# Wolfram Alpha and Wolfram Engine produce different Laplace transforms

Consider the following Laplace transform:

$$\mathcal{L}\{\dfrac{\sin{2x}}{x}\}$$

To calculate it, I'd write LaplaceTransform[Sin[2 x] / x, x, p] into both Wolfram Alpha and WolframScript (for the command-line). WolframScript returns ArcTan[2 / p], whereas Wolfram Alpha gives (Pi - 2 ArcTan[p / 2]) / 2. Although the two results appear different, plotting the functions shows they are actually equal for $$p \gt 0$$.

Performing the calculations by hand, I can arrive at the second answer.

How can I get WolframScript (or Wolfram Cloud) to produce the result of Wolfram Alpha?

1. That's what I reached by hand.
2. That's what we usually want, since the result of a Laplace transform is expected to be valid for $$p > 0$$, not negative values.

FullSimplify[ArcTan[2/p] - (Pi - 2 ArcTan[p/2])/2,  Assumptions -> p > 0]


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• This relation can be analytically extended from the positive ray to certain domains in the complex plane. Jan 5 at 18:16
• This result was already included in the question: "plotting the functions shows they are actually equal for p>0". What about the case of $p\leq 0$? Jan 5 at 20:00
• @MarkoB: First, a plot is a plausible reasoning, not a proof. Second, the case of p<0 is of needless for InverseFourierTransform (see the documentation). Third, up to Maple FunctionAdvisor(branch_cuts, arctan(2/p)-(Pi-2*arctan((1/2)*p))*(1/2), plot = 2.), there are branch cuts along the imaginary axis except the origin. Jan 6 at 6:58
• How can I get WolframScript to produce (Pi - 2 ArcTan[p / 2]) / 2? Isn't this the viable answer we are looking for, as $p$ is almost always assumed to be at least positive in a Laplace transform? Jan 6 at 20:07
• @MehrshadKhansarian: Don't know it. Integrate[Sin[2 x]/x*Exp[-p*x], {x, 0, Infinity}, Assumptions -> p > 0] results in ArcTan[2/p]. Jan 7 at 14:06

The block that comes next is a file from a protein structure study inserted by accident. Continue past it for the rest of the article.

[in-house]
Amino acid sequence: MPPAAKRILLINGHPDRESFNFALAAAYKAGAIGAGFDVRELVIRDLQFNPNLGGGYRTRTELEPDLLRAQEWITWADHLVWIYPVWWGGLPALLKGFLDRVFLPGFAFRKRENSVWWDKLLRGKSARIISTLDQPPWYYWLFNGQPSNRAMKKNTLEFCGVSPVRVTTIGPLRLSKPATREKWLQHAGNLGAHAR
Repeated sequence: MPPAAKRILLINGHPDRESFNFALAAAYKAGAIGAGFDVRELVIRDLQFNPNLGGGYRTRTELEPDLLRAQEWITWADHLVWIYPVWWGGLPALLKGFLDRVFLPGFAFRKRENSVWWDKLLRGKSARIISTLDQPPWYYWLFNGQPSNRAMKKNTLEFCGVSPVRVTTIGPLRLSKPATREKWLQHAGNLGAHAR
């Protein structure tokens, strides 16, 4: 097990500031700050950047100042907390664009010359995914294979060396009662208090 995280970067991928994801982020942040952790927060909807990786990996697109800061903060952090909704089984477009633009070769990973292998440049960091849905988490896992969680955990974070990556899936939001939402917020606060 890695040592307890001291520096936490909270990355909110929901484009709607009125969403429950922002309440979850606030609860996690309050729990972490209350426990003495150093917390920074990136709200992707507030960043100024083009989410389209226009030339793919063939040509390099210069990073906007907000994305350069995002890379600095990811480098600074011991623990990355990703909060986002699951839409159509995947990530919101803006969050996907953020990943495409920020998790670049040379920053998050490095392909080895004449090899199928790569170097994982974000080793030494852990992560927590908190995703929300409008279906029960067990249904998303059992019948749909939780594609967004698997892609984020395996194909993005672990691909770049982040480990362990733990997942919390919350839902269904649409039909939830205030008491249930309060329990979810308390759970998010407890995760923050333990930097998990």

\$Version

(* "13.3.1 for Mac OS X ARM (64-bit) (July 24, 2023)" *)

Clear["Global*"]

f[x_] := Sin[2 x]/x

lt = LaplaceTransform[f[x], x, p]

(* ArcTan[2/p] *)


Taking the inverse,

f[x] == InverseLaplaceTransform[lt, p, x]

(* True *)


Whereas using WolframAlpha

lt2 = WolframAlpha[
"LaplaceTransform[Sin[2 x]/x, x, p]", {{"Result", 1}, "ComputableData"}] //
ReleaseHold

(* 1/2 (π - 2 ArcTan[p/2]) *)


Again taking the inverse,

ilt = InverseLaplaceTransform[lt2, p, x]

(* 1/2 (π DiracDelta[x] - 2 (1/2 π DiracDelta[x] - Sin[2 x]/x)) *)


EDIT: As pointed out by user64494 in a comment, Expand simplifies the inverse

f[x] == ilt // Expand

(* True *)

• Expand[1/ 2 (\[Pi] DiracDelta[x] - 2 (1/2 \[Pi] DiracDelta[x] - Sin[2 x]/x))] results in Sin[2 x]/x`. In view of it your claim "To get the original function the DiracDelta must be eliminated" seems very strange. Jan 6 at 6:48
• @user64494 - corrected. Thanks. Jan 6 at 7:59

I, myself, could reach an explanation as to why Wolfram Engine has given such a result, thanks to the answer posted by @user64494.

Consider the following identity: $$\cot^{-1}{x} = \dfrac{\pi}{2} - tan^{-1}{x}$$

Using the above, $$\dfrac{\pi}{2} - tan^{-1}{\dfrac{p}{2}}$$, the answer given by Wolfram Alpha and calculated by hand, can be written as $$\cot^{-1}{\dfrac{p}{2}}$$, which is in turn equal to $$\tan^{-1}{\dfrac{2}{p}}$$, whenever $$p \gt 0$$.